Even with Whitney’s marriage to Brown, Crawford stayed in the picture as she was the only person who could get her friend out of bed and ready for the stage. Crawford eventually lost a power struggle with Houston’s husband, however, and departed Houston’s camp. What happened to Crawford and why she never returned to be part of Houston’s later years is one of the mysteries the film doesn’t tackle. It’s certainly not the only one.
Where Whitney the film succeeds is in a frank discussion from friends and family finally wanting to be honest and on the record about what she went through. It also comes to life the few times it follows Houston into her creative process. It’s almost always through the recollections of someone else, but personal video footage does take you into the recording studio with her a few times. Her longtime bassist also explains how he arranged her iconic rendition of “The Star Spangled Banner” and a cultural critic gives perspective on how important her chosen emphasis on the “land of the free” lyric was for African-Americans watching on television. Frustratingly, that’s about it.
Now, if you’re hoping on an in-depth breakdown of her career achievements and how they came to be, outside of The Bodyguard success it’s mostly left to a montage. Macdonald dives into the image that her parents fashioned for her in order to assimilate into the mainstream (aka “White America”),he’s inherently focused on her tragic timeline. There is no screen time to provide more perspective to her career achievements, comebacks and career failures (outside of a disastrous tour in the late ‘00s they are fleetingly mentioned). He touches on her complicated relationship with the Black community, but it somehow all feels so slight. And, when it’s time to discuss Houston’s short stay in the 21st Century the source material starts to dry up and it starts to feel though too much of the important stuff is missing.
Netflix and ESPN recently announced a 10-part documentary series about Michael Jordan and the Chicago Bulls similar to the five-part Oscar-winning O.J.: Made in America. It goes without saying Houston’s legacy deserves as detailed a focus. Unlike Asif Kapadia’s Oscar winning documentary on Amy Winehouse, Amy, Houston’s career wasn’t condensed into a short eight-year span. Perhaps that can still happen down the road.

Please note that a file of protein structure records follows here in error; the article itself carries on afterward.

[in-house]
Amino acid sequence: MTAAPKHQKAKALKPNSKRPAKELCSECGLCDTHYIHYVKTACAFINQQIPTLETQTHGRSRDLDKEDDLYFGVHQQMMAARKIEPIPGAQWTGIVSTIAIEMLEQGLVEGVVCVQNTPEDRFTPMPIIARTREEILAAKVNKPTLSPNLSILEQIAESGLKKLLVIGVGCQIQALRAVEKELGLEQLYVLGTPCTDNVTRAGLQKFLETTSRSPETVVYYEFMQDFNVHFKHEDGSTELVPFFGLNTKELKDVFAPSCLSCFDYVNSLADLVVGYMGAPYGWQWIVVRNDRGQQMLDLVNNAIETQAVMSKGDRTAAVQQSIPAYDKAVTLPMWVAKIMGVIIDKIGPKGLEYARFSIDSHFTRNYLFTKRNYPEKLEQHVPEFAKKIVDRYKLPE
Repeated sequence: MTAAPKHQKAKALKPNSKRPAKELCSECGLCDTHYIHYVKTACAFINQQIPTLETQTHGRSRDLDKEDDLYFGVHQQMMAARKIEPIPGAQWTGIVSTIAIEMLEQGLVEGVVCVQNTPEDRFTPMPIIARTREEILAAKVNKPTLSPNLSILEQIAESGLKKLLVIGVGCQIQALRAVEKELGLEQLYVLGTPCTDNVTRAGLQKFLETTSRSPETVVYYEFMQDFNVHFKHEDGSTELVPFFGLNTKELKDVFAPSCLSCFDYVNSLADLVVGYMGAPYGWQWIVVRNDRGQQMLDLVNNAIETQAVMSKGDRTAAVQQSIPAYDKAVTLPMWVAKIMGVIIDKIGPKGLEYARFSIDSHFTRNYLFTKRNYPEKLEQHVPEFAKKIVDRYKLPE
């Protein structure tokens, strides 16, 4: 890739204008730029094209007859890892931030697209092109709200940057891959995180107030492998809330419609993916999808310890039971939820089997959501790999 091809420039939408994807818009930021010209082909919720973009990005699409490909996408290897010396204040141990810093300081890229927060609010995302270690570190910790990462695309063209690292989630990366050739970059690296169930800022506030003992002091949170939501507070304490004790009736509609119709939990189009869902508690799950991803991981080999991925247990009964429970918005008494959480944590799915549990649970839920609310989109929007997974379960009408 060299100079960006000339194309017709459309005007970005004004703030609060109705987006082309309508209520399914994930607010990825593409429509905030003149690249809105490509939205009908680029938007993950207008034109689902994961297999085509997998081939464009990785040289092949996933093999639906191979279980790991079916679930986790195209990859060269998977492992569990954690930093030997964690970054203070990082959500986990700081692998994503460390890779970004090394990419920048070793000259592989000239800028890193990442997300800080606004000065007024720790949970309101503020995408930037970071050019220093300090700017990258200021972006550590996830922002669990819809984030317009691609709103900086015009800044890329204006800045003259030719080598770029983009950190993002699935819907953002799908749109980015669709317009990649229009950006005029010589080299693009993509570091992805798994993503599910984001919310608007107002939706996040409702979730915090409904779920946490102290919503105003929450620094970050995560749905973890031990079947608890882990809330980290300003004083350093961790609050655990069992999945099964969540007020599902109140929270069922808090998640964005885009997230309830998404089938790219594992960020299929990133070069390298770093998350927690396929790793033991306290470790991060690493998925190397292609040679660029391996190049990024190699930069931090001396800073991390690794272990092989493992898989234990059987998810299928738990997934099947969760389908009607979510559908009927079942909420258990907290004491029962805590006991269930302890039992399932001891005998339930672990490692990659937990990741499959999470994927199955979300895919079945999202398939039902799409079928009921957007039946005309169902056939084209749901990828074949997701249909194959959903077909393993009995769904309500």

For the moment, Whitney leaves us with some pop culture historical tidbits. Are you curious how Michael Jackson and Whitney bonded? Do you want to hear Whitney and her mother diss Paula Abdul and Janet Jackson? Then you’re in luck. Now, do you want to know more about the horrors Brown and Houston subjected their daughter to after transforming their Atlanta home into a drug den? Do you want to hear more from Whitney herself on anything and everything? That’s painfully missing. There is intimate video and beautiful recordings of Houston’s early days, however. And for many, that might be enough.
To catch up on all of our Cannes 2018 coverage, peruse the links below:
- ‘Under the Silver Lake’ Review: Andrew Garfield Anchors ‘It Follows’ Director’s Surreal Epic
- ‘The House That Jack Built’ Review: Lars von Trier Strangely Leaves the Best for Last
- ‘BlacKkKlansman’ Review: A Crusading Spike Lee Delivers His Best Since ‘Inside Man’
- ‘Cold War’ Review: Joanna Kulig Sets Pawel Pawlikoski’s Brilliant Romance on Fire
- ‘Arctic’ Review: It’s Mads vs. Mother Nature in Brutal Survivor Flick
- ‘Everybody Knows’ Review: Cruz and Bardem Navigate Asghar Farhadi’s Messy Melodrama